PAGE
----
Selecting a new heating system can be complex. However, if you do your homework and talk to licensed heating/cooling professionals, a new system can make your home more comfortable and reduce energy costs.
- Usually it is more energy- and cost-efficient to replace systems older than about 15 years.
- The system you choose will depend on local climate, home size, amount of insulation, and the heating/cooling usage patterns.
- Look for an ENERGY STAR® label.
- Furnaces are rated by annual fuel-utilization efficiency (AFUE). High-efficiency units are rated above 90 percent.
- If choosing an air-source heat pump, look for one with a SEER of 13 or greater and a heating season performance factor (HSPF) of 7 or more.
Did you know that insulating and weather-stripping your attic access hatch, like that pictured here, can be one of the most cost-effective strategies for significantly improving the thermal efficiency of your home? In fact, I understand that you can lose 30-40% of heated air through hatches that are neither insulated or weather-stripped. Think about that, 30-40%, it’s a HUGE number! For a small investment (less than $20), you can save hundreds of dollars annually. It’s a no brainer. This picture was taken at a recent home inspection in Burlington, Washington.
If you have a Cadet electric wall heater, you should check this link (click HERE) to see if it has been recalled by the CPSC (Consumer Product Safety Commission). This Cadet FX model wall heater was discovered at a recent home inspection in Anacortes on Fidalgo Island. Replacement by a qualified electrician was advised.
According to the InterNACHI Residential Standards of Practice, a home inspection is a non-invasive, visual examination of a residential dwelling that is designed to identify observed material defects within specific components of that dwelling. Part of the home inspection includes the inspection, identification and description of the heating system, which includes heat pumps.
Now that winter is here and we’ve gotten those first heating bills most of us are looking for ways to reduce our heating costs (again). With so many more options available today than in years past, it is easier than ever to improve the effectiveness of home heating and cut fuel costs. There is a growing trend toward more energy-efficient heating choices for the most cost-effective heating solution possible, as well as enhanced environmentally friendly living. Most local utility companies are offering incentives for moving toward more energy efficient systems. Popular Mechanics has a list of suggestions for reducing energy bills.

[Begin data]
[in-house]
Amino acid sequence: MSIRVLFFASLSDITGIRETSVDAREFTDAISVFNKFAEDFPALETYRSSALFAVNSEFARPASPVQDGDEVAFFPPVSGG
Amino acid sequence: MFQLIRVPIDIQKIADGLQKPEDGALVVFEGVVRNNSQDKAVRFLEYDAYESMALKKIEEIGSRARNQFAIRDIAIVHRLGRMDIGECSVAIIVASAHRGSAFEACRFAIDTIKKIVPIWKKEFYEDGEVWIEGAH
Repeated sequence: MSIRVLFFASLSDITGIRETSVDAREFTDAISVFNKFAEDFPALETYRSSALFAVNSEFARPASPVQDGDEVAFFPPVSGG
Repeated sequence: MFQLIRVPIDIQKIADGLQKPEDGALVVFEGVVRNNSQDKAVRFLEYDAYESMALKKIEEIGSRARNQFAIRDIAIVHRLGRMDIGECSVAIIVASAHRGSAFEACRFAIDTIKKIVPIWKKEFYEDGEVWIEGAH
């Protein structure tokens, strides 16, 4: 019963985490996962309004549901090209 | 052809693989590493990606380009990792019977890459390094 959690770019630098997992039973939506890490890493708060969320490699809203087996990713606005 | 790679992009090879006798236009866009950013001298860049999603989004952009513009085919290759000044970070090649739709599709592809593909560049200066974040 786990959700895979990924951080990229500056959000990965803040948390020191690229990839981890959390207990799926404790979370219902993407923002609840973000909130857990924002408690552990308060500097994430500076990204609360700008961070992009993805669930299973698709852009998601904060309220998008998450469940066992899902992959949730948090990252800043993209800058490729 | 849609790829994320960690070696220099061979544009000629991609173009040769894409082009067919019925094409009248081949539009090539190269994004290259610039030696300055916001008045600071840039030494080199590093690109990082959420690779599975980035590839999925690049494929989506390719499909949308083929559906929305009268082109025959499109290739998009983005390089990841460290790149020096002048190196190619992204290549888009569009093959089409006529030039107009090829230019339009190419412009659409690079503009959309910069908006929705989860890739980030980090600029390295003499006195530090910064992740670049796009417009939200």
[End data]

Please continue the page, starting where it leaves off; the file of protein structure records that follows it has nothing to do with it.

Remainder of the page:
Water stoves, also known as outdoor wood-burning stoves and outdoor wood boilers (OWBs), are freestanding heating units used to heat homes and domestic hot water, hot tubs, swimming pools and greenhouses. Situated outside the building envelope, they typically consist of a water reservoir and firebox, appearing together like a small tool shed with a smokestack. Air is heated in the firebox and passed through channels in the water reservoir, which is heated and pumped underground through insulated pipes to the house. A thermostat that monitors the temperature of the water in the reservoir controls the furnace draft.
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There’s nothing like coming home and warming up next to a roaring fire during the long, cold months of winter, or even chilly evenings in any season. Long commutes to work in the cold and the increasingly short hours of daylight in the fall and winter are made more bearable by the comfort and familiarity of family gatherings by the fire. It may be for this reason that some type of wood-burning enclosure has remained a staple of many households, even though open fire is no longer a necessity for cooking and heating. With this in mind, let’s take a look at one of the more modern options available, the factory-built fireplace.
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A kerosene heater, also known as a paraffin heater, is a portable, unvented heating appliance that runs on the controlled burning of kerosene. In the U.S., it is used mainly for supplemental heating and for emergency heat during a power outage. In Japan and other countries, it is used as the primary source for home heating.
Kerosene burners operate in a manner similar to kerosene lamps: a fabric wick draws kerosene from a tank via capillary action into a burning chamber mounted above. Once lit, the wick warms nearby objects through radiation and convection. The user may control the burner’s heat by raising or lowering the wick’s height inside the burning chamber. The heater is turned off by fully withdrawing the exposed wick into a cavity beneath the burner.